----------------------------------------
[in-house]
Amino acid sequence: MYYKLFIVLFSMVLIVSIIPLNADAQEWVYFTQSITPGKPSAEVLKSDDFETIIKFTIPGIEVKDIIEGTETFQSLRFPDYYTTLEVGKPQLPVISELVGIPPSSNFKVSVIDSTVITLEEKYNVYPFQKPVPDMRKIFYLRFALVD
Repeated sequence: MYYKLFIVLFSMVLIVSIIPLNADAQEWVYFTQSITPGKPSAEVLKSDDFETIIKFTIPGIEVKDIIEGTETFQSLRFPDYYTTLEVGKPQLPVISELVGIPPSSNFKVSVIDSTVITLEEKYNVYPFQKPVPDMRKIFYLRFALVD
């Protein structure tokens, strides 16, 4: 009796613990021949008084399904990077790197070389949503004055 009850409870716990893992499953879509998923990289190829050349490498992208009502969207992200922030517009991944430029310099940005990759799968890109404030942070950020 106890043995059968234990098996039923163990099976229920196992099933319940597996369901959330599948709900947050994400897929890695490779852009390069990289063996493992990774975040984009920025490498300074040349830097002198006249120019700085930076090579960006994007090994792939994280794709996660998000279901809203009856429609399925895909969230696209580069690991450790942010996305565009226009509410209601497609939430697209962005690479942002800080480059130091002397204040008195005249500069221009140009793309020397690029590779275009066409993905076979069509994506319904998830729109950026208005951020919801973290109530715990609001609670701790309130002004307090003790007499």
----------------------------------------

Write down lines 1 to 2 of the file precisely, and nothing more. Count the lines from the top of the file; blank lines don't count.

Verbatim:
[in-house]
Amino acid sequence: MYYKLFIVLFSMVLIVSIIPLNADAQEWVYFTQSITPGKPSAEVLKSDDFETIIKFTIPGIEVKDIIEGTETFQSLRFPDYYTTLEVGKPQLPVISELVGIPPSSNFKVSVIDSTVITLEEKYNVYPFQKPVPDMRKIFYLRFALVD